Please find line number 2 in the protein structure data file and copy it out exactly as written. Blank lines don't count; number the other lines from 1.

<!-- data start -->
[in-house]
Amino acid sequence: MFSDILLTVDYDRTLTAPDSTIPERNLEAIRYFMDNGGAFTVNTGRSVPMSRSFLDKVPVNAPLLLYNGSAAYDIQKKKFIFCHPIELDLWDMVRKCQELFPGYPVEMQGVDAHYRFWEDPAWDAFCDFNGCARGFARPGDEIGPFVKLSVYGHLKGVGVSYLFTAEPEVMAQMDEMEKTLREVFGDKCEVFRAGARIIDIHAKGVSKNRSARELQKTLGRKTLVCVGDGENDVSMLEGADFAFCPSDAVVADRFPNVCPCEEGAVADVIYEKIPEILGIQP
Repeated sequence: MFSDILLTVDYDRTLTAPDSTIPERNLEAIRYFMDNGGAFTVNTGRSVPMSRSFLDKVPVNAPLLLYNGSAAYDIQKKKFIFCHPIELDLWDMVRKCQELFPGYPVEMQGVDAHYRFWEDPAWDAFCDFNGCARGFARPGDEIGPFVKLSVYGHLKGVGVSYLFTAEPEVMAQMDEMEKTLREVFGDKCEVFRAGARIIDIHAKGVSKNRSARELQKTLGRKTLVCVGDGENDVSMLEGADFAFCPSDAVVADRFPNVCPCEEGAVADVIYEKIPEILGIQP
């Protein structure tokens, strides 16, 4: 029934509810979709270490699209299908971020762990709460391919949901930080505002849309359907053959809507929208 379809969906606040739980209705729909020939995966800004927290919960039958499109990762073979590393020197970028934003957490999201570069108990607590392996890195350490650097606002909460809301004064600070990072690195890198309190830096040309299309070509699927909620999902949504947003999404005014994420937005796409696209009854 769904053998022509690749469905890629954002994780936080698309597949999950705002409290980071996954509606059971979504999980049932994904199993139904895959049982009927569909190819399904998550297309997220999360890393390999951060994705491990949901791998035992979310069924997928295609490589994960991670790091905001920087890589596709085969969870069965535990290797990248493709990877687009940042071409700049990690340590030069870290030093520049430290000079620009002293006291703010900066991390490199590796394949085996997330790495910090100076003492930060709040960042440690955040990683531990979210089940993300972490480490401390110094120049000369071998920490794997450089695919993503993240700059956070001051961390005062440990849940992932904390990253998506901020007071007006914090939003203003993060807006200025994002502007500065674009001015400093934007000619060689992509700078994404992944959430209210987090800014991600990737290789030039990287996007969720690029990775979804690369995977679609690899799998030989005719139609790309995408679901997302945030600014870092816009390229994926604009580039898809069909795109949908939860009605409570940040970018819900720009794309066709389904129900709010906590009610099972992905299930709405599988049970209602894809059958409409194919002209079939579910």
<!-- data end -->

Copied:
Amino acid sequence: MFSDILLTVDYDRTLTAPDSTIPERNLEAIRYFMDNGGAFTVNTGRSVPMSRSFLDKVPVNAPLLLYNGSAAYDIQKKKFIFCHPIELDLWDMVRKCQELFPGYPVEMQGVDAHYRFWEDPAWDAFCDFNGCARGFARPGDEIGPFVKLSVYGHLKGVGVSYLFTAEPEVMAQMDEMEKTLREVFGDKCEVFRAGARIIDIHAKGVSKNRSARELQKTLGRKTLVCVGDGENDVSMLEGADFAFCPSDAVVADRFPNVCPCEEGAVADVIYEKIPEILGIQP